Even though I’ve taken a few physics and mathematics courses myself, I still ended up spending a bunch of time on the problem, and eventually looked up a YouTube video to give me some assistance:

You can watch to get a better understanding of how the equation I’m about to give you was derived, but a lot of it is probably going to go over your head (happened to me a little bit too).

Anyways, here you go:

``````local dh = endPos.Y - startPos.Y
local dx = ((endPos - startPos) * Vector3.new(1, 0, 1)).Magnitude
local XRotation = (math.acos(((g * (dx^2) / (projVel^2)) - dh) / math.sqrt((dh^2) + (dx^2))) + math.atan(dx/dh))/2
``````

To tell you the truth, I barely understand this mess. If you want, I could probably help you get the YRotation as well. That’d be a lot simpler.

It should be a low angle though? There’s barely a difference in the Y. This is from a linear trajectory’s perspective.

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XRotation might not matter much in my mortar, as it would be easier for the player to aim manually. But YRotation would be essential to get a sense of where the projectile was going to land.
I watched a part of the video, I didn’t understand anything lol, I don’t speak English it gets worse
So how could I get the Y rotation?

I probably explained it wrong, I’m sorry,
from what @BurningEuphoria said, maybe you thought I wanted a straight shot, with no gravity etc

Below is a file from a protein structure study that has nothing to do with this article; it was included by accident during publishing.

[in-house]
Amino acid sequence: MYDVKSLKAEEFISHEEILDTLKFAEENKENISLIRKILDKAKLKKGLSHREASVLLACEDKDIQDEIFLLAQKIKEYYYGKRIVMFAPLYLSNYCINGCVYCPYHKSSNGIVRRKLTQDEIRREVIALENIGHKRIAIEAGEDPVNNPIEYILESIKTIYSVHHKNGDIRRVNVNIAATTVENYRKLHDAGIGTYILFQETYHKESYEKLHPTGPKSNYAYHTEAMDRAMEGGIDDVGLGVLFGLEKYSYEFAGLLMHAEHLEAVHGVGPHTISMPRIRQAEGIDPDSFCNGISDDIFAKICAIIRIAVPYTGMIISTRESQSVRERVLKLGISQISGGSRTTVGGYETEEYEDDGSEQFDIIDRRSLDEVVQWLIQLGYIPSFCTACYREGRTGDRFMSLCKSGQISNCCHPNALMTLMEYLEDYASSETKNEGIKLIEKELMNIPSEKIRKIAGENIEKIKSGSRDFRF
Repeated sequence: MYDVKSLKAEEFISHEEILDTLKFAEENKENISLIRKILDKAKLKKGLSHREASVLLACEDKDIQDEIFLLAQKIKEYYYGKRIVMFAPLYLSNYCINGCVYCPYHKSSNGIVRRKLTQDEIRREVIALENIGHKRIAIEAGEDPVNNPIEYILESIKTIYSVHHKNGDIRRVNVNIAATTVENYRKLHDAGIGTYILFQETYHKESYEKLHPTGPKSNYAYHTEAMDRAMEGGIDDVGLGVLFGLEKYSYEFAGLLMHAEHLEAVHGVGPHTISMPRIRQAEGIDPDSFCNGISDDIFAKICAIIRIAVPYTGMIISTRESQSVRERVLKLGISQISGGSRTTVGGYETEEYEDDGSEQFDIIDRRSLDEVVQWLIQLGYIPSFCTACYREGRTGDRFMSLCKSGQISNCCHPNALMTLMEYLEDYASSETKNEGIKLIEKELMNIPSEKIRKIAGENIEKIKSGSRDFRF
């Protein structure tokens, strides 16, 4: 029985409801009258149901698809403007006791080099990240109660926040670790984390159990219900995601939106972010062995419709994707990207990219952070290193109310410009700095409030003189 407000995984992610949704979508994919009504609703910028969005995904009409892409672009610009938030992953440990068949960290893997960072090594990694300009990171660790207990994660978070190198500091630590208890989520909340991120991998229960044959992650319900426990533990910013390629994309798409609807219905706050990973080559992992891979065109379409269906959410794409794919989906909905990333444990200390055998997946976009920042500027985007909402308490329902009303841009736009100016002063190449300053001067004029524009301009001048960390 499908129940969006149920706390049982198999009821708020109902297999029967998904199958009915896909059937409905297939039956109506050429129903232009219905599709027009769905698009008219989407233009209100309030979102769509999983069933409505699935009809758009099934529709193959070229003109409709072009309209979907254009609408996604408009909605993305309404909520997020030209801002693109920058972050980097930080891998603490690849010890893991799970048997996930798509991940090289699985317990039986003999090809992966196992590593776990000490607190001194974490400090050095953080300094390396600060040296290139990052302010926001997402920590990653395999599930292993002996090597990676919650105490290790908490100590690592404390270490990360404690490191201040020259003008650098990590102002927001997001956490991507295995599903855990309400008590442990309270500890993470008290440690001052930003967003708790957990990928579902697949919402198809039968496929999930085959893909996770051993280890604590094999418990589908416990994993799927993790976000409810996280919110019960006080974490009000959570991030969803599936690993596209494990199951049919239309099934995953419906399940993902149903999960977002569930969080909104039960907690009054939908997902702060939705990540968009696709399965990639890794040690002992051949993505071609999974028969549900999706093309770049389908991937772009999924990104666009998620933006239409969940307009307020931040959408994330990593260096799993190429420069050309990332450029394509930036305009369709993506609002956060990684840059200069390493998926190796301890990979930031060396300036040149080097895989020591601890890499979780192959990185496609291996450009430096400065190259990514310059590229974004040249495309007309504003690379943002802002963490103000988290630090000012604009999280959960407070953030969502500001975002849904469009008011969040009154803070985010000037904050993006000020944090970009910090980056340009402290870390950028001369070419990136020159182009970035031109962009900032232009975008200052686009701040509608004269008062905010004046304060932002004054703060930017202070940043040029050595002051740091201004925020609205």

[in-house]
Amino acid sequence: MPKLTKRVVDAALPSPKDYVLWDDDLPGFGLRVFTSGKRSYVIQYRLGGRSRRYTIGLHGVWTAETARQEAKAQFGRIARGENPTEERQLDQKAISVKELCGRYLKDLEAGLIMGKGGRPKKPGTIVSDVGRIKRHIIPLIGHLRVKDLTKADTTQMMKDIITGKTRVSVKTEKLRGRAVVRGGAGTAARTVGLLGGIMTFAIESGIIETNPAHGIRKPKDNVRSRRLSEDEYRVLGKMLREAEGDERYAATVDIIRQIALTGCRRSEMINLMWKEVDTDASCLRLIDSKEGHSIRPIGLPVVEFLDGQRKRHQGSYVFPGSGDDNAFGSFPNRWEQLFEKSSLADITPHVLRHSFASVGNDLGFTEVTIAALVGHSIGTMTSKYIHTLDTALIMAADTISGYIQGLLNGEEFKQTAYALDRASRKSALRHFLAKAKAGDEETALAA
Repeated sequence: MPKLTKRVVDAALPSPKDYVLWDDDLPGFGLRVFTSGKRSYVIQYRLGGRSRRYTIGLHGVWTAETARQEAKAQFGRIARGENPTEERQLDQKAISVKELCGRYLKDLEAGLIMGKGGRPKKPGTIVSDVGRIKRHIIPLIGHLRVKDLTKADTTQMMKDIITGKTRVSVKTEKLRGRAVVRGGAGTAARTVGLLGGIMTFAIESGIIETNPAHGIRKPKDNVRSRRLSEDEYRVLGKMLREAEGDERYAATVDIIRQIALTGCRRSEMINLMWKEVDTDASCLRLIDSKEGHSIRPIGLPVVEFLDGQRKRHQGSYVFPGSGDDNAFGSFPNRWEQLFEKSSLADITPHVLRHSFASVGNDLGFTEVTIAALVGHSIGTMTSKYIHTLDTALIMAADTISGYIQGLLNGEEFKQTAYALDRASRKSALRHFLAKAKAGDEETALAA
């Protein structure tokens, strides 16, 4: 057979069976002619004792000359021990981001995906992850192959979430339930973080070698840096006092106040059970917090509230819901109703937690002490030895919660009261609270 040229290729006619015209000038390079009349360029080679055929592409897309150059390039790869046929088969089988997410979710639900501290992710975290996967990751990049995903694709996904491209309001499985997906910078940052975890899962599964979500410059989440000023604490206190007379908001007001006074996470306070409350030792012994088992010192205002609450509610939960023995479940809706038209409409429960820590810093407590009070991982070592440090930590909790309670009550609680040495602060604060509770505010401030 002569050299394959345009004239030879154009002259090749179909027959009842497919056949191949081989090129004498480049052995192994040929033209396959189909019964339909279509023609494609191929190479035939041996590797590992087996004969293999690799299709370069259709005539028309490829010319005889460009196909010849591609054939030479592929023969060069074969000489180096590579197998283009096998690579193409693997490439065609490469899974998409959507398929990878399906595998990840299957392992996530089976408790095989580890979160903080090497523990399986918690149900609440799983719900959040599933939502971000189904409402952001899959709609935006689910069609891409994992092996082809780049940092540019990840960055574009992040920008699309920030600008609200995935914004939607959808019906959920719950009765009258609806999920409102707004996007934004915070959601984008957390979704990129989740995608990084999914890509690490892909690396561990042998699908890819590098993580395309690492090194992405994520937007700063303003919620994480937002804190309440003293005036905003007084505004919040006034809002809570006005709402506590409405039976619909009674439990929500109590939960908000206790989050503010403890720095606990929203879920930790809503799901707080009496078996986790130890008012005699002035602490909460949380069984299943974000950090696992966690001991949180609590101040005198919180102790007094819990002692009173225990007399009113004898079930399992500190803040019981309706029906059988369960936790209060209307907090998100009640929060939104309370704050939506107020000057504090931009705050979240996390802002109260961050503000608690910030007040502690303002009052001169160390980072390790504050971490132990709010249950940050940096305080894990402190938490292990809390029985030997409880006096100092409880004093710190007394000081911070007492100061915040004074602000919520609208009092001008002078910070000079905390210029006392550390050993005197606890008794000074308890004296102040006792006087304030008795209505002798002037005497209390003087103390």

idk, I don’t understand anything about angles

I’d take note of how to get the XRotation just in case you’re looking at making the mortar aim itself eventually.

To get YRotation, all you need is some simple trig:

``````local YRotation = math.acos(mortar.CFrame.LookVector:Dot((endPos - startPos).unit))
``````

It’s also worth mentioning that both my answers give the angle in radians - if you want the angle in degrees, use math.deg():

``````local YRotation = math.deg(angle in radians)
``````

This rotation is how much you have to rotate the mortar from where it currently is to make it face the target. It’s not the rotation from where the mortar would be facing if YRotation started at 0.

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This angle is very small, the target is considerably far away.

Code:

``````local dh = target.Position.Y - muzzle.Position.Y
local dx = ((target.Position - target.Position) * Vector3.new(1, 0, 1)).Magnitude
local XRotation = (math.acos(((g * (dx^2) / (200^2)) - dh) / math.sqrt((dh^2) + (dx^2))) + math.atan(dx/dh))/2
local YRotation = math.acos(script.Parent.Parent:GetModelCFrame().LookVector:Dot((target.Position - muzzle.Position).unit))
print(XRotation)
print(YRotation)
``````

edit: both initial angles of the mortar were at 0

Another method:

Using the angle of the mortar and the speed, we can easily calculate the velocity by this:

``````function fire(angle, distancearc, g)
local vx = math.sin(angle)
local vy = math.cos(angle)

local speed = 3 -- let's say three for now.

while distancearc > 0 do
distancearc -= 1
part.Position.X += vx * speed
part.Position.Y += vy * speed

vx -= (1-g)*vx*2
vy -= (1-g)*vy*2
wait(0.14)
end
end
``````

when 0 < g < 1.

This function, given a said angle, will fire the part in that `angle`, applying the force `g`.

The math isn’t VERY accurate, but it’s an example to give you an idea of what you would do in this case.

1 Like

``````fire(script.Parent.Parent.MantletBase.Rotator.TargetAngle,(target.Position - muzzle.Position).Magnitude,workspace.Gravity)
``````

I don’t know if I’m using the correct form

Yes, I get this error a-lot. This error happens when you attempt to set `Position.X` a value. Instead of this, try creating a new `Vector3.new` value and setting the `part.Position` to it.